Curiosity #31: Caesarea Maritima


Caesarea Maritima (originally called Straton’s Tower) began its existence in the 5th and 4th centuries BCE, and continued flourishing through the days of Alexander the Great and King Herod. A station of great Maritime power, Caesarea Maritima was the largest ancient harbor ever built on open sea. Herod the Great built his palace beside the harbor shortly before the birth of Christ and established the city as Judea’s capital. Monarchs of later periods built their palaces beside Herod’s structure, expanding the trend of sophisticated architecture along the Mediterranean coast until the 7th century AD.

A Hellenistic city within the ancient Persian Empire, Caesarea Maritima also hosted cave-like dug-outs in which local gentiles engaged in pagan ritual, and additionally contained an enormous hippodrome that served as the focal point of the metropolis during the Byzantine period. Despite the enormity of this National Park, only 10% of the ancient capital has been excavated. The remaining material rests safely beneath 21st century commercial property.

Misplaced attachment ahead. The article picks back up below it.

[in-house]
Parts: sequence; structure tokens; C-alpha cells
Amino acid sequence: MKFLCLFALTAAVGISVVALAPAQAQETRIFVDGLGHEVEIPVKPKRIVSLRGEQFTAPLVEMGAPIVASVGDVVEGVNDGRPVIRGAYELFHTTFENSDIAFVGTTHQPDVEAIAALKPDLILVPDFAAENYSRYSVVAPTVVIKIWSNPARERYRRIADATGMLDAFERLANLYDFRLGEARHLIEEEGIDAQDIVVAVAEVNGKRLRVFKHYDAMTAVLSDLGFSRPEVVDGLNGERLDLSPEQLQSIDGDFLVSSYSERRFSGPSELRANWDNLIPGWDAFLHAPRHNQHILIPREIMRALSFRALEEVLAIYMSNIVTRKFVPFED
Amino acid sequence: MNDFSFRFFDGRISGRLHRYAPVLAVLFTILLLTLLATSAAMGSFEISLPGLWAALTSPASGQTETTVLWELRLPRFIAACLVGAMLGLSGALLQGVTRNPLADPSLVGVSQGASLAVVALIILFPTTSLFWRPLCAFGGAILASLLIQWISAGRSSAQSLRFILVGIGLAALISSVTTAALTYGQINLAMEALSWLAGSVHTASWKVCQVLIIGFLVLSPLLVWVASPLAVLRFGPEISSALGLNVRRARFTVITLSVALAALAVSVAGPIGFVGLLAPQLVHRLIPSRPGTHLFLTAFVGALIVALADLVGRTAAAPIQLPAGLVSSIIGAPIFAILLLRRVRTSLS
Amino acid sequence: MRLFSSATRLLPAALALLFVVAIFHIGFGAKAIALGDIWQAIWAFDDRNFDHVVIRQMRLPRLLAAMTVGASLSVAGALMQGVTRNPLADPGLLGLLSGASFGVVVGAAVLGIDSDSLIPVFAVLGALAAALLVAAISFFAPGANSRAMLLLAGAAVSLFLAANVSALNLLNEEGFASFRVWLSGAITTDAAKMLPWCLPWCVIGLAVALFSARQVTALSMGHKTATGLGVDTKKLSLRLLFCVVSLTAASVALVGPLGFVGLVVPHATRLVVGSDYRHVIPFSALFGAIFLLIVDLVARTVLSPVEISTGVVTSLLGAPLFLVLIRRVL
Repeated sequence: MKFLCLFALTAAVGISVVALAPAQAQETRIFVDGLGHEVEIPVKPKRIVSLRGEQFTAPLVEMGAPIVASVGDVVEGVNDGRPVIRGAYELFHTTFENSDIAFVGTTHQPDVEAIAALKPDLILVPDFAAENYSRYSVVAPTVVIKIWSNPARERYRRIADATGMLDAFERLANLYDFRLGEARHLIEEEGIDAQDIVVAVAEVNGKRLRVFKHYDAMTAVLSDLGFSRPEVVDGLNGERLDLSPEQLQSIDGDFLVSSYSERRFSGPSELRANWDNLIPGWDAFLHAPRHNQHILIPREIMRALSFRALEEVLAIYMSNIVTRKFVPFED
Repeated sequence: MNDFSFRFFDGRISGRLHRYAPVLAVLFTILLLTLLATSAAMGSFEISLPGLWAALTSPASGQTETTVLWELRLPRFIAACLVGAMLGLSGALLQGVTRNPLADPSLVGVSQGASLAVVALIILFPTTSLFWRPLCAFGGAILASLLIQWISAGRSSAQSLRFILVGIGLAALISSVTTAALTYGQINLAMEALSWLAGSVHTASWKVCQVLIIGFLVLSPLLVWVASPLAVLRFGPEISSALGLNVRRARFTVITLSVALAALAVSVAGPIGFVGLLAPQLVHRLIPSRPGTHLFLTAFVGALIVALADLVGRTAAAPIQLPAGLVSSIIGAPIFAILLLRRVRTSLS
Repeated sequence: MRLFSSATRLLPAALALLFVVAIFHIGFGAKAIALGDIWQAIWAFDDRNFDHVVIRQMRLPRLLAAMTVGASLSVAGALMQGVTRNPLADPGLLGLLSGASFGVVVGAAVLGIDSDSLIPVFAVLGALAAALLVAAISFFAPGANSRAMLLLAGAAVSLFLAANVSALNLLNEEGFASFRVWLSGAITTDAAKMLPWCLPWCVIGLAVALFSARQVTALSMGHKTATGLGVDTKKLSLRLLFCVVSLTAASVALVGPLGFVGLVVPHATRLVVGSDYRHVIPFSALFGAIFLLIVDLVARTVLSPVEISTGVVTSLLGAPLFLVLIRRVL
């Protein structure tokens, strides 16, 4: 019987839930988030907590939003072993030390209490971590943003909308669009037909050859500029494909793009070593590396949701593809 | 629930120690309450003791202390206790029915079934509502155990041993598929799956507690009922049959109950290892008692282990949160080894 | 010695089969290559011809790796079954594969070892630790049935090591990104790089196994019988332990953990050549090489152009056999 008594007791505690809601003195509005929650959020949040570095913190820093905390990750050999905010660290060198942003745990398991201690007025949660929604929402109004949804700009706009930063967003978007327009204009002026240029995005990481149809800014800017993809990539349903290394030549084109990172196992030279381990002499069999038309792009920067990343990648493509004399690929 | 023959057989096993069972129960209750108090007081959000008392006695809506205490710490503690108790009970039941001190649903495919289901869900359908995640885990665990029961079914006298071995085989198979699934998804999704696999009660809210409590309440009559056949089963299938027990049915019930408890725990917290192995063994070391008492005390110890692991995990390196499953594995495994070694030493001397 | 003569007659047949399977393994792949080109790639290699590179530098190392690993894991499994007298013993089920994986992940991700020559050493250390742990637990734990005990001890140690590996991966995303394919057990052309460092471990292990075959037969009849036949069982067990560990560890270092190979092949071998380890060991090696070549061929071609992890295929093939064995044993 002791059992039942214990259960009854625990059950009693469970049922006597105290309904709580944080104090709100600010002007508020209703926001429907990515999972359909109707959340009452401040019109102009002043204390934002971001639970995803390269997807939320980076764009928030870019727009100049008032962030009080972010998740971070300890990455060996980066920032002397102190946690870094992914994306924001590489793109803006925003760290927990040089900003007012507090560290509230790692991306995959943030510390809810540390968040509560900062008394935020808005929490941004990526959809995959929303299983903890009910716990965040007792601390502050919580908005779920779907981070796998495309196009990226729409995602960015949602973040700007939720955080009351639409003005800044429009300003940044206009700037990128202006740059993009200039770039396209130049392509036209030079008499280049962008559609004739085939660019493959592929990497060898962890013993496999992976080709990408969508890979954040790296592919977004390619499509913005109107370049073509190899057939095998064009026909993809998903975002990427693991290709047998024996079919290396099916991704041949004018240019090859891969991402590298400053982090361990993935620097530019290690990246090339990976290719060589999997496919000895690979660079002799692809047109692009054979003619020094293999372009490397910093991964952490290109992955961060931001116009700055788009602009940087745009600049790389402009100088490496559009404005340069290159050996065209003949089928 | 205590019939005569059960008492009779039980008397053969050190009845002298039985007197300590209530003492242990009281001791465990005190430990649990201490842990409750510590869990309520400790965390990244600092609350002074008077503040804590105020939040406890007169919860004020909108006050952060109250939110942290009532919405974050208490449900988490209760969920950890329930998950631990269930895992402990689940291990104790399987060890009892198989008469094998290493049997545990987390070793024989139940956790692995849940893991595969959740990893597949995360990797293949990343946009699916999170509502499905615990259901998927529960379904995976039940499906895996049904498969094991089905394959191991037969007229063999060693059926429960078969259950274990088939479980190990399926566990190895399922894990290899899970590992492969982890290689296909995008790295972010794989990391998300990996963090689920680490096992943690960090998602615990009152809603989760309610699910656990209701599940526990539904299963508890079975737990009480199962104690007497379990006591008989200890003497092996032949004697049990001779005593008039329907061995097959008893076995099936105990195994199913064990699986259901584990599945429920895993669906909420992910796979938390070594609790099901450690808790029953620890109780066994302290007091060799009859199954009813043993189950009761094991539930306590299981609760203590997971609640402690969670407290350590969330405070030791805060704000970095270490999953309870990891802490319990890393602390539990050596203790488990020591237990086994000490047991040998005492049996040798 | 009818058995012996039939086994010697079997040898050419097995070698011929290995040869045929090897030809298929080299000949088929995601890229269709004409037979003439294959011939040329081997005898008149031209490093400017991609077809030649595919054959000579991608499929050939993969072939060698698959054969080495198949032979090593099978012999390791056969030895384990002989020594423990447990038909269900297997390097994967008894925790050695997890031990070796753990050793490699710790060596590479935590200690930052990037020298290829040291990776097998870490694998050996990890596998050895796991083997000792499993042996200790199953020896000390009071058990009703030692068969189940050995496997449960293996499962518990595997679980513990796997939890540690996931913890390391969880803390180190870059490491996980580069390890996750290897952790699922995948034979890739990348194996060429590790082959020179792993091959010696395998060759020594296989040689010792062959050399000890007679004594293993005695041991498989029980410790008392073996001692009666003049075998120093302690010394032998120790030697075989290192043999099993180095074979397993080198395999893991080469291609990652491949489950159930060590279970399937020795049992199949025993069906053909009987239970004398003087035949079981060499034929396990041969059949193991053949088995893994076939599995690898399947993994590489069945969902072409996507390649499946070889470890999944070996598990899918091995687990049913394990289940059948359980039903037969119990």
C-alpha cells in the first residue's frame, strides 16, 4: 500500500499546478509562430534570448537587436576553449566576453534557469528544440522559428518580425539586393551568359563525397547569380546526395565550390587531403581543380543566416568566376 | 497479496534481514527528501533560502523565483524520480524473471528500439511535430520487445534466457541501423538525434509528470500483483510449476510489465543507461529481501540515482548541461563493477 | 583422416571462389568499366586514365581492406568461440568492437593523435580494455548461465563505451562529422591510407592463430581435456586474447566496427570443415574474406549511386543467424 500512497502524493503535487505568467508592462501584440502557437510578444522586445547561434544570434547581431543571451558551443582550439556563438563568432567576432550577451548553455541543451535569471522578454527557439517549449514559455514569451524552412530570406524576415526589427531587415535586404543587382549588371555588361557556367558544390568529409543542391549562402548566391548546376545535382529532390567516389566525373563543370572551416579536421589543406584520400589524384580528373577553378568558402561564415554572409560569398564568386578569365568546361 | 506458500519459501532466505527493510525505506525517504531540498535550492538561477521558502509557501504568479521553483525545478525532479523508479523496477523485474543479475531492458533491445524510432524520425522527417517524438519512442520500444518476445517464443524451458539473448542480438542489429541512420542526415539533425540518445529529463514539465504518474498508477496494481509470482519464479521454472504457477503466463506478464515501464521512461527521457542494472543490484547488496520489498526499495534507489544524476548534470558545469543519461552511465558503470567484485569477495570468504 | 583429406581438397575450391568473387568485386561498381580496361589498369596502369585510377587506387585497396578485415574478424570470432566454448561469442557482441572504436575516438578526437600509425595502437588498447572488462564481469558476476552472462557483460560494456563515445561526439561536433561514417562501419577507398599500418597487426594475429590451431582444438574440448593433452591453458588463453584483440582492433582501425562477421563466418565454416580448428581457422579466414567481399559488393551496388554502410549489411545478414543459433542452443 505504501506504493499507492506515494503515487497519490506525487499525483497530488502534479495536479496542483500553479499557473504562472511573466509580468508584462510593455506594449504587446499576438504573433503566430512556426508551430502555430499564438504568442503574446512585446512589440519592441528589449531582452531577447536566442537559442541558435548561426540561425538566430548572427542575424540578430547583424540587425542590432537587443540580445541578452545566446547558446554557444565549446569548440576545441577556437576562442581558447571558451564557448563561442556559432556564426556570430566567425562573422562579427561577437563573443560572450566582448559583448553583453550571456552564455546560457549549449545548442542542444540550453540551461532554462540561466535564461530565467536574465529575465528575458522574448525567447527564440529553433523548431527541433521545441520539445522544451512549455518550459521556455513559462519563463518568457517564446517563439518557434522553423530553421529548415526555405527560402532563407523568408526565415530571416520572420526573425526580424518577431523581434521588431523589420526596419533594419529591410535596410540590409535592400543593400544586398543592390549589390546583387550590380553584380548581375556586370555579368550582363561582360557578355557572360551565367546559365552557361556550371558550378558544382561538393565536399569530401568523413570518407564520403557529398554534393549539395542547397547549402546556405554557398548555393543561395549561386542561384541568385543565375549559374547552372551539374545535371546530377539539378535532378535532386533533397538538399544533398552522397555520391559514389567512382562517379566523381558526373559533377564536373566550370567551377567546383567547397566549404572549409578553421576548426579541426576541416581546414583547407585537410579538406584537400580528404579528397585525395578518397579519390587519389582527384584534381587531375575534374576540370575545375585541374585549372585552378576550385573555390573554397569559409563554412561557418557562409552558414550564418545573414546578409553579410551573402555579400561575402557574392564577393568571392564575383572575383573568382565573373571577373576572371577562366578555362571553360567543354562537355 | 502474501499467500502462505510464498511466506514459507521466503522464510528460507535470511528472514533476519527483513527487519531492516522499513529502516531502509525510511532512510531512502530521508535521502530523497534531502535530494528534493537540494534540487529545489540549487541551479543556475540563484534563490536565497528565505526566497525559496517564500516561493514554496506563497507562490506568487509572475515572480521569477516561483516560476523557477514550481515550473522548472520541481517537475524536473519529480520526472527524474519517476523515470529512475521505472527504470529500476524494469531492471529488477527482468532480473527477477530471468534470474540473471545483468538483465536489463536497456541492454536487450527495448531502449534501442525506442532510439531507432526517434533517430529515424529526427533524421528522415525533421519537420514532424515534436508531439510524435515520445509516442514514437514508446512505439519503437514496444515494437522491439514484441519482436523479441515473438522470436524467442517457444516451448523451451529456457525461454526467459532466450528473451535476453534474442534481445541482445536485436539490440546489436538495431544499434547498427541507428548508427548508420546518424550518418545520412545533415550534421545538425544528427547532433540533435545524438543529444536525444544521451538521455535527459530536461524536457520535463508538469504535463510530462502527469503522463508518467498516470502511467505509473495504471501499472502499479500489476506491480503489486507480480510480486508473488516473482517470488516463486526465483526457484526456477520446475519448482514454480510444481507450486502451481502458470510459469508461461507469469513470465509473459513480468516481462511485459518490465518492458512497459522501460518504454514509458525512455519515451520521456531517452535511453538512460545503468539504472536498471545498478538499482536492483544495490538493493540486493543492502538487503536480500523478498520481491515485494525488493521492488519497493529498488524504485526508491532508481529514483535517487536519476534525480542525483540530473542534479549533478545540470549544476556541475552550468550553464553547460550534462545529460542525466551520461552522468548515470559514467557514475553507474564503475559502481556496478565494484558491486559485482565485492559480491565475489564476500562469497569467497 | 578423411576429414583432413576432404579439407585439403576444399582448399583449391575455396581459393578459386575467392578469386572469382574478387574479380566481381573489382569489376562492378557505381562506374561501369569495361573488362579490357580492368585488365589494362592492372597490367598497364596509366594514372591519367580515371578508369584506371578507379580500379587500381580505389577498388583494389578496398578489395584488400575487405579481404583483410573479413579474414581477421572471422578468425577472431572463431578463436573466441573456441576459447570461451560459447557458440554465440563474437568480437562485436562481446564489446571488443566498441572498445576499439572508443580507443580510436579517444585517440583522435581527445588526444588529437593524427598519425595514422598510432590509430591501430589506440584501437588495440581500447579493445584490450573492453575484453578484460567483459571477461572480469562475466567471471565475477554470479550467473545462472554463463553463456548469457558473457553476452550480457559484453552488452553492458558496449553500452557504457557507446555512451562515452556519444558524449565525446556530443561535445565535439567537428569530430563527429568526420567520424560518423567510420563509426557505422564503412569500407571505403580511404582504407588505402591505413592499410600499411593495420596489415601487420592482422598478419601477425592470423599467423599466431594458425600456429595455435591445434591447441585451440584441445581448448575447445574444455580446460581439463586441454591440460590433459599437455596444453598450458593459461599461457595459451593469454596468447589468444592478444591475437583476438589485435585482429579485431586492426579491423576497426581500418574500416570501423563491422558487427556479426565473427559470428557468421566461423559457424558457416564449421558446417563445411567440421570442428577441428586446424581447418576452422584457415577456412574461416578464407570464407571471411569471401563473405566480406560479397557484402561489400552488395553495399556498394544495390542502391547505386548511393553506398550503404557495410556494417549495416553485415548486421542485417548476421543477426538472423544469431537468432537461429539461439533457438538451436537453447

King Herod’s ancient fish pool

The city along the sea

Stronghold from the Crusader Period

A cave-like mithraeum in which pagan ritual was practiced

3 thoughts on “Curiosity #31: Caesarea Maritima

  1. This is very cool stuff. Earlier this year I read _A History of the World in 100 Objects_ (from the British Museum) & it was fascinating. Your work keeps reminding me of the 100 objects project.

  2. Your pictures are great! It’s making me think that one day I’d like to be lucky enough to go to Israel. Now, as for “local gentiles practicing pagan rituals” in Herod’s day, that’s still going on in parts of New Jersey and on “Dancing With The Stars.” The circle of life remains unbroken.
    Warmest regards,
    The Daddy Deity

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